'Rubber' Film Review

Rating:

Films have the potential to do anything. In cinemas you can escape reality for a few hours and be transported anywhere and for that I love cinema. All that being true, cinema is like music in the respect that pretty much that can be done has been done. This is how we get movements and styles repeating themselves, going in cycles. Anything that tries to be new and original will fall into one of two camps; it will be either be something that recycles the old or something that could only be described as insane. Me telling you about this can only mean that something bat-shit insane has been released, and it has, the film in question is Rubber directed by Quentin Depieux.

Before I synopsise the film I have to say that I am not making this up, this is genuinely what the film rubber is about. Rubber is the story of Robert, a tire who wakes up in the middle of the desert and seeks to playfully get on with his life. But it’s not going to be so simple because in trying to get out the desert Robert discovers he has power to make things explode, he starts with small animals and because of the way in which he is treated by humans he eventually tries it on them too with brilliant head popping results.

It speaks volumes of the direction that you can feel the emotions of the tire which leads him down this most murderous of paths. To be able to read the personality and emotion of a mute, inanimate object is an impressive accomplishment. But with the lead character being mute it means you have to interpret rather than be told, but the way I see it is that this is a film of two distinct halves. The first half is our rubber friend discovering everything for the first time, it’s a celebration of the simple pleasures in life and the second half which starts when Robert falls in love with the character played by Roxane Mesquida. That’s when the film transforms from a film contemplating all the small things to a rather strange horror film where an inanimate rubber object goes on a massive killing spree.

Rubber also has some of smartest fourth wall breaking that I have ever seen in film thanks to the film jumping freely across the lines of reality and art. This is done in the other plot strand in which a group of spectators watch the events and comment on how they think it is going. There is also a police officer who jumps between the ‘story’ which the spectators are viewing from afar as he delivers a monologue about how pretty much everything in cinema and life happens for no reason and being the lead investigator in the strangest of cases. His role reaches its heady peak when he constantly points out that everything that is happening isn’t real. Rubber doesn’t as much break down the fourth wall it makes mince meat out of it, both literally and metaphorically.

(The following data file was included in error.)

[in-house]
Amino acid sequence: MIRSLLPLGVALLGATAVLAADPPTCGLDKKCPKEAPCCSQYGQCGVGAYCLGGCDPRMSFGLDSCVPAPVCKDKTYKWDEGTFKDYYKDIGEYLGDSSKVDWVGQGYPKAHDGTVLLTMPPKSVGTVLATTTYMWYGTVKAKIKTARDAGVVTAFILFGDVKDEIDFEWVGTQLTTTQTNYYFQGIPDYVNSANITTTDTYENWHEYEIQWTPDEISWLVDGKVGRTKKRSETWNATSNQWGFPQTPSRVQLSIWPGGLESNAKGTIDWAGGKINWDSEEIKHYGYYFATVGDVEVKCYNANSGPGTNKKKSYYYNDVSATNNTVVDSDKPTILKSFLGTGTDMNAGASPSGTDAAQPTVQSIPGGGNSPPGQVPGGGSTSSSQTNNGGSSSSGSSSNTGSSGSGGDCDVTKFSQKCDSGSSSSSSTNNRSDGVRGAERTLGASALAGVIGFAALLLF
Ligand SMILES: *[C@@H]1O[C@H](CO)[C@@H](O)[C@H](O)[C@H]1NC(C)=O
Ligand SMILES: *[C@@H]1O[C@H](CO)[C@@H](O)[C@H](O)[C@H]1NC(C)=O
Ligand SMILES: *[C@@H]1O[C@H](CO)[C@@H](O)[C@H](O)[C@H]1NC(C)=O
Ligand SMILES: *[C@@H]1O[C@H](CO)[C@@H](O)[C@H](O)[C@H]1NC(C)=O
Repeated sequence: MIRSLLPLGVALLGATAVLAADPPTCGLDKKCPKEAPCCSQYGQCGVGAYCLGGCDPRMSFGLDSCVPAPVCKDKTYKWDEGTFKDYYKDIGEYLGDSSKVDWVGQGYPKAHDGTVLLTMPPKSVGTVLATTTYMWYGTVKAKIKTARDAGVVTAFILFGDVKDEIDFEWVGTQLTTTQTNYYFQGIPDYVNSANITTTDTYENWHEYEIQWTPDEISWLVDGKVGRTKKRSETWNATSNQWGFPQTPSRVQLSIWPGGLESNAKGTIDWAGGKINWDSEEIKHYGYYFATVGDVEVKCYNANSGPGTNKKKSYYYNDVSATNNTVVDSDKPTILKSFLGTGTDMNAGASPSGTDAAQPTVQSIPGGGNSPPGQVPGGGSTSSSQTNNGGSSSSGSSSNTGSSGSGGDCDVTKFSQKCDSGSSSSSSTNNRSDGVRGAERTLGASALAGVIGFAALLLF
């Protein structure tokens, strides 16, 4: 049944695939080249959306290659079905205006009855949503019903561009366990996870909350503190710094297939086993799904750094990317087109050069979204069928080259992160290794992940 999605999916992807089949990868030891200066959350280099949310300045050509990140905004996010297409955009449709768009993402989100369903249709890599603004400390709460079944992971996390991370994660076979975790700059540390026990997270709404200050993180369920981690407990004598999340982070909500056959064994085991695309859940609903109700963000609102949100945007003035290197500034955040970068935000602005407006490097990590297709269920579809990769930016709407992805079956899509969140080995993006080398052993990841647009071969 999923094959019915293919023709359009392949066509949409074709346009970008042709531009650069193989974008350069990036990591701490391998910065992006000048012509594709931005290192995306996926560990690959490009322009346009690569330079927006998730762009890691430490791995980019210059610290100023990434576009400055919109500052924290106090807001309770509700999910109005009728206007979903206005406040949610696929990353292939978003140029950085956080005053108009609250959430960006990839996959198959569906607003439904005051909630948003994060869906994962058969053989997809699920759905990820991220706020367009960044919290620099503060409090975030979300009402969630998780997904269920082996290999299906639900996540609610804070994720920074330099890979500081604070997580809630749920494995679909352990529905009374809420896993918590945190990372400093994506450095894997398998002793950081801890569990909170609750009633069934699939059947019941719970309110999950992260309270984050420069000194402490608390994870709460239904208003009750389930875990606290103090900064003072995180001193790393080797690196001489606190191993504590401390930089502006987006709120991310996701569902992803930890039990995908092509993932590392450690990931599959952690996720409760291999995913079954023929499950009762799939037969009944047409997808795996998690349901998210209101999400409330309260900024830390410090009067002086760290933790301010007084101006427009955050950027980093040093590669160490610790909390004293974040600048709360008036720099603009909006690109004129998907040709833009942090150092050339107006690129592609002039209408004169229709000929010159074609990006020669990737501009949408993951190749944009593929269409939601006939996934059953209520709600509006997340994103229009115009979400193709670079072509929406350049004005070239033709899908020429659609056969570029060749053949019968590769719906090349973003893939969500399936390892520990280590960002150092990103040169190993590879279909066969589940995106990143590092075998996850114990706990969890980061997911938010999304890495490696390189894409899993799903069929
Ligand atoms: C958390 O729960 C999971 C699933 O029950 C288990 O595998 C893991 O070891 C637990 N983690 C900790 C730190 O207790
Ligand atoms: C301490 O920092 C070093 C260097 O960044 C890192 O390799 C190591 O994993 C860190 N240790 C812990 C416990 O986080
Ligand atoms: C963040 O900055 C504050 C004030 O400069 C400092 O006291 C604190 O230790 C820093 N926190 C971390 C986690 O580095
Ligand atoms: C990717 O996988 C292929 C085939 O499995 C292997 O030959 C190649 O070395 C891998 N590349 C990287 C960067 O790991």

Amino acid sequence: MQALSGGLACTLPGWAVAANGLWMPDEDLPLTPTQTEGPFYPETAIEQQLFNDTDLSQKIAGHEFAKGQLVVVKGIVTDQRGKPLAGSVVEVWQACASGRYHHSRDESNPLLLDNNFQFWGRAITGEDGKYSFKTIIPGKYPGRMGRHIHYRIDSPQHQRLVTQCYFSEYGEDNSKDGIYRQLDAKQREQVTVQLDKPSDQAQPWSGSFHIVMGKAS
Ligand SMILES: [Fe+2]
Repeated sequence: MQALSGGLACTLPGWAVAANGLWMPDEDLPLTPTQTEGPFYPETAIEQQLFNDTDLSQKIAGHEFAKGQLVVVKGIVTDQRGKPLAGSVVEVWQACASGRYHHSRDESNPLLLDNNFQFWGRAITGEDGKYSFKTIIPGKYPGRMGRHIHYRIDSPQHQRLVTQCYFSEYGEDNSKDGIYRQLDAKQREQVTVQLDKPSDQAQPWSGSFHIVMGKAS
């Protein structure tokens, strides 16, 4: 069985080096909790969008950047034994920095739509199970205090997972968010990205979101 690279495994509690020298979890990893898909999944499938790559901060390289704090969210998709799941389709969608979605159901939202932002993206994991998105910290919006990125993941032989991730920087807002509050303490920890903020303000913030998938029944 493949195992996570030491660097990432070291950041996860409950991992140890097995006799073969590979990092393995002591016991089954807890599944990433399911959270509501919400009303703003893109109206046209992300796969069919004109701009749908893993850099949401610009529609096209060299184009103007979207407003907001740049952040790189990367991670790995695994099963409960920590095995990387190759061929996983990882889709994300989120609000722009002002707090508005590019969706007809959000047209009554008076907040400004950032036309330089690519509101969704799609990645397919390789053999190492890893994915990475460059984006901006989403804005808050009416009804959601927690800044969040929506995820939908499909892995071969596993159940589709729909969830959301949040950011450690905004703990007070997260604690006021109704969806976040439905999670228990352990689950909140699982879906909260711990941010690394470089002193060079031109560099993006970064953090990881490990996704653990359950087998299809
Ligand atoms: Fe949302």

Rubber is an incredibly clever film, but it’s also a stupid film. I don’t mean to confuse you but we are talking about a film which stars a tire with serious bloodlust. When I stupid I don’t mean that as an insult, what I mean is that this has all the B-movie tropes. It has the ridiculous plot, acting so bad from that it seemed like they were just reading it from a piece of paper from some whereas others where seeming improvising with results varying between brilliant and awkward, this is especially true of  Stephen Spinella and Wings Hauser.

But worst of all it’s the films ability to entice and enrage. I believe that to be the case for two reasons, alot of people who watch films like to be able to understand what is going on, but as it states at the beginning “this is a movie celebrating no reason”. Therefore those people out there who only like films which create some illusion of reality will hate this film. Rubber is also a slow film. During the first half of this film is where this is most true thanks to all that celebrating the mundane and every day, but the director/writer consciously as is playfully hinted at thanks to the spectator feedback.

Enough with the criticisms, one of the problems I have had with alot of recent releases is that there were either predictable to the point of cliché or they subvert your expectations by taking you into something that ruined the whole experience. That isn’t true here, it might just be me but I didn’t really know what was going to happen. I watched Rubber with wide-eyed enthusiasm on the proceedings that were unfolding on screen thanks to the sheer uniqueness of the film. I was thrilled by the originally rather than numbed by familiarity.

As unpredictable as the events are, and as brilliant as the script and direction is by Gerard Depieux, this is still a very weird film. Therefore it is sad to report that this film is most definitely not for everybody. This puts me in a funny position as I believe this to be a film that everybody has to see at least once. But if you anything like me then you will find a film that you will keep on coming back time and time again this is thanks to a script that is equal amounts intellectual and plain stupidity. The article that will be remembered most gleefully from me is the tone. It is a violent film at the best of times but the playful tone born from twinning the craziness with the soundtrack by Mr Oizo & Gaspard Auge had me smiling throughout the whole 85 minute running time. That and the brilliant ending helped a great deal too.